school. Any parent knows that kids pick
up all kinds of bugs at school. Avian influenza is one bug that
you certainly don't want your kids picking up.
- Avoid public
transportation. Buses, planes, boats,
and trains place large numbers of people in close quarters. Public
transportation is the ideal vehicle for widespread spread of
- Stay away from public
events. During a pandemic, governments
may cancel public events, but even if they don't, you should
probably stay away from them. Any large gathering of people in
close proximity creates a high-risk situation.
- Wear a respirator.
The influenza virus can be spread through the air, so in the event
of a pandemic it's a good idea to protect yourself from inhalation
of the virus if you're out in public. While surgical masks only
prevent the wearer from spreading germs, respirators (which
often look like surgical masks) protect the wearer from inhaling
germs. You can buy respirators that are designed for one-time use,
or you can buy reusable ones with replaceable filters. Use only
respirators labeled as "NIOSH certified," "N95," "N99," or "N100,"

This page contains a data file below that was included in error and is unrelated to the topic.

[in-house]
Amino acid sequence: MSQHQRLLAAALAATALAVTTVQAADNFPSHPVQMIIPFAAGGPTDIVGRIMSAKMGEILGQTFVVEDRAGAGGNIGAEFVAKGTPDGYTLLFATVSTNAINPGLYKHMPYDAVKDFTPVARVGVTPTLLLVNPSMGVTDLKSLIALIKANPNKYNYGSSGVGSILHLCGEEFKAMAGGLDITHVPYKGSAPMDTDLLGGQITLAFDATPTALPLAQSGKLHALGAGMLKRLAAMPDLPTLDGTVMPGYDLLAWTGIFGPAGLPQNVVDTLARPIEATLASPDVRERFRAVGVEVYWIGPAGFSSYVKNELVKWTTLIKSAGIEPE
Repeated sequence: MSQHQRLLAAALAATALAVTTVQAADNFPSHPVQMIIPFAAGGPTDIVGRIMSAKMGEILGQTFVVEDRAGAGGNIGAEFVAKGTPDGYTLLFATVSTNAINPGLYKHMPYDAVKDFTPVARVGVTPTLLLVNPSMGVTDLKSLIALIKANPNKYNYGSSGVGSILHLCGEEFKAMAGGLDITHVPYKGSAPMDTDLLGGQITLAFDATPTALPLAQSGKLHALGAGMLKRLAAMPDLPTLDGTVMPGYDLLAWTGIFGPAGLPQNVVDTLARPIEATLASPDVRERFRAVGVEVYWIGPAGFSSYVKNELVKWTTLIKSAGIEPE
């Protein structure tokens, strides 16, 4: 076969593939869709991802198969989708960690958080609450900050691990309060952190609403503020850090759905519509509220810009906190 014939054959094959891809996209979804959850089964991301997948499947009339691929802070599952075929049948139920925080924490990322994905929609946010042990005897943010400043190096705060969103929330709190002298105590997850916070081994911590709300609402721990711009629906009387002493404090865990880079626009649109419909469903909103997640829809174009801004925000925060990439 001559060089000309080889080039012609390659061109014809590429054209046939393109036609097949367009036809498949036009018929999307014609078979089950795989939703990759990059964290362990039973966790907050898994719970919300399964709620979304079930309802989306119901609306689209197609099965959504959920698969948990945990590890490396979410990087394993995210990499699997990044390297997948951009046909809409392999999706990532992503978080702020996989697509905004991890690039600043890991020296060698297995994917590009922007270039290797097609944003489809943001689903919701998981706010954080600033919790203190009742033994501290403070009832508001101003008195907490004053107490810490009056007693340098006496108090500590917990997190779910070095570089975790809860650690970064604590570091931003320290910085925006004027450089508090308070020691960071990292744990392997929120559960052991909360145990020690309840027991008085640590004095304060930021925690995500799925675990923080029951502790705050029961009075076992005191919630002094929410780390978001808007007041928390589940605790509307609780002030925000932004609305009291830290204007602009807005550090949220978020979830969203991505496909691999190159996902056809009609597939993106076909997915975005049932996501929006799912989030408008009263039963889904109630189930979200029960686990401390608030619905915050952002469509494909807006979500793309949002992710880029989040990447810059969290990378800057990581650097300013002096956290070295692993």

as these help protect against inhalation of very small particles.
Respirators only provide protection when worn properly, so be sure
to follow the instructions exactly--they should cover the nose, and
there should be no gaps between the mask and the side of the face.
- Wear medical gloves.
Gloves can prevent germs from getting on your hands, where they can
be absorbed directly through open cuts or spread to other parts of
your body. Latex ornitrile medical gloves or heavy-duty rubber
gloves can be used to protect the hands. The gloves should be
removed if torn or damaged, and hands should be thoroughly washed
after removal of gloves.
- Protect your eyes.
Avian influenza can be spread if contaminated droplets (from a
sneeze, for example) enter the eyes. Wear glasses or goggles to
prevent this from occurring, and avoid touching your eyes with your
hands or with potentially contaminated materials.
- Dispose of potentially
contaminated materials properly. Gloves,
masks, tissues, and other potential biohazards should be handled
carefully and disposed of properly. Place these materials in
approved biohazard containers or seal them in clearly marked plastic
- Prepare for disruption of
services. If a pandemic strikes, many of
the basic services we take for granted, such as electricity, phone,
and mass transit, may be disrupted temporarily. Widespread employee